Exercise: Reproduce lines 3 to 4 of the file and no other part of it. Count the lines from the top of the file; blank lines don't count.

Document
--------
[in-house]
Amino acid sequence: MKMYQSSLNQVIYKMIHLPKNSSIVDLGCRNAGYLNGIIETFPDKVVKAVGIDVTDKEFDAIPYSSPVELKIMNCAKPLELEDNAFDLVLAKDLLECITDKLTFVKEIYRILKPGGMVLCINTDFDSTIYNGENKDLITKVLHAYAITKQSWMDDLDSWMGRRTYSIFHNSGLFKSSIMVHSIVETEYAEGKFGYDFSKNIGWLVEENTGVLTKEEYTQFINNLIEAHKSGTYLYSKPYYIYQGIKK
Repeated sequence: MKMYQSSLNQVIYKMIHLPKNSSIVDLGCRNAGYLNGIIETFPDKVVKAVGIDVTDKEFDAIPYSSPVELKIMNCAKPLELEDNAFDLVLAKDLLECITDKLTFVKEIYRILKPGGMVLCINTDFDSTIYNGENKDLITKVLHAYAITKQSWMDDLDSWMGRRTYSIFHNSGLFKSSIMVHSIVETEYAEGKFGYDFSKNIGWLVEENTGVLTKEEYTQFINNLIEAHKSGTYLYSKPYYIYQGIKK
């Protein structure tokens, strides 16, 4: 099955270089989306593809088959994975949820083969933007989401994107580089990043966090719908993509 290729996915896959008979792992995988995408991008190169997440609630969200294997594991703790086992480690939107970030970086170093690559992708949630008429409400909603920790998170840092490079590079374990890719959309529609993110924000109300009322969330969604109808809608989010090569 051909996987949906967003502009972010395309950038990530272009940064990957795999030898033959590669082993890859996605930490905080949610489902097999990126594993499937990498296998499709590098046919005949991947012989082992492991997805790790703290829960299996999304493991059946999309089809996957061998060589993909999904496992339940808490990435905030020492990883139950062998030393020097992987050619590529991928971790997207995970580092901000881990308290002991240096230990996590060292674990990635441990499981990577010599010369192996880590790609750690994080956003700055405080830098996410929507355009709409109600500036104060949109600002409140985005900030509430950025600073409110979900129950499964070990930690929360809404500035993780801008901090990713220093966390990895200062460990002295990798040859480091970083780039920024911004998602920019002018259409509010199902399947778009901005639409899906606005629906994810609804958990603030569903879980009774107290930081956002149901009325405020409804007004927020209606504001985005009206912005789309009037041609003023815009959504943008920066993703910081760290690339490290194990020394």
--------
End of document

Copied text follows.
Repeated sequence: MKMYQSSLNQVIYKMIHLPKNSSIVDLGCRNAGYLNGIIETFPDKVVKAVGIDVTDKEFDAIPYSSPVELKIMNCAKPLELEDNAFDLVLAKDLLECITDKLTFVKEIYRILKPGGMVLCINTDFDSTIYNGENKDLITKVLHAYAITKQSWMDDLDSWMGRRTYSIFHNSGLFKSSIMVHSIVETEYAEGKFGYDFSKNIGWLVEENTGVLTKEEYTQFINNLIEAHKSGTYLYSKPYYIYQGIKK
């Protein structure tokens, strides 16, 4: 099955270089989306593809088959994975949820083969933007989401994107580089990043966090719908993509 290729996915896959008979792992995988995408991008190169997440609630969200294997594991703790086992480690939107970030970086170093690559992708949630008429409400909603920790998170840092490079590079374990890719959309529609993110924000109300009322969330969604109808809608989010090569 051909996987949906967003502009972010395309950038990530272009940064990957795999030898033959590669082993890859996605930490905080949610489902097999990126594993499937990498296998499709590098046919005949991947012989082992492991997805790790703290829960299996999304493991059946999309089809996957061998060589993909999904496992339940808490990435905030020492990883139950062998030393020097992987050619590529991928971790997207995970580092901000881990308290002991240096230990996590060292674990990635441990499981990577010599010369192996880590790609750690994080956003700055405080830098996410929507355009709409109600500036104060949109600002409140985005900030509430950025600073409110979900129950499964070990930690929360809404500035993780801008901090990713220093966390990895200062460990002295990798040859480091970083780039920024911004998602920019002018259409509010199902399947778009901005639409899906606005629906994810609804958990603030569903879980009774107290930081956002149901009325405020409804007004927020209606504001985005009206912005789309009037041609003023815009959504943008920066993703910081760290690339490290194990020394």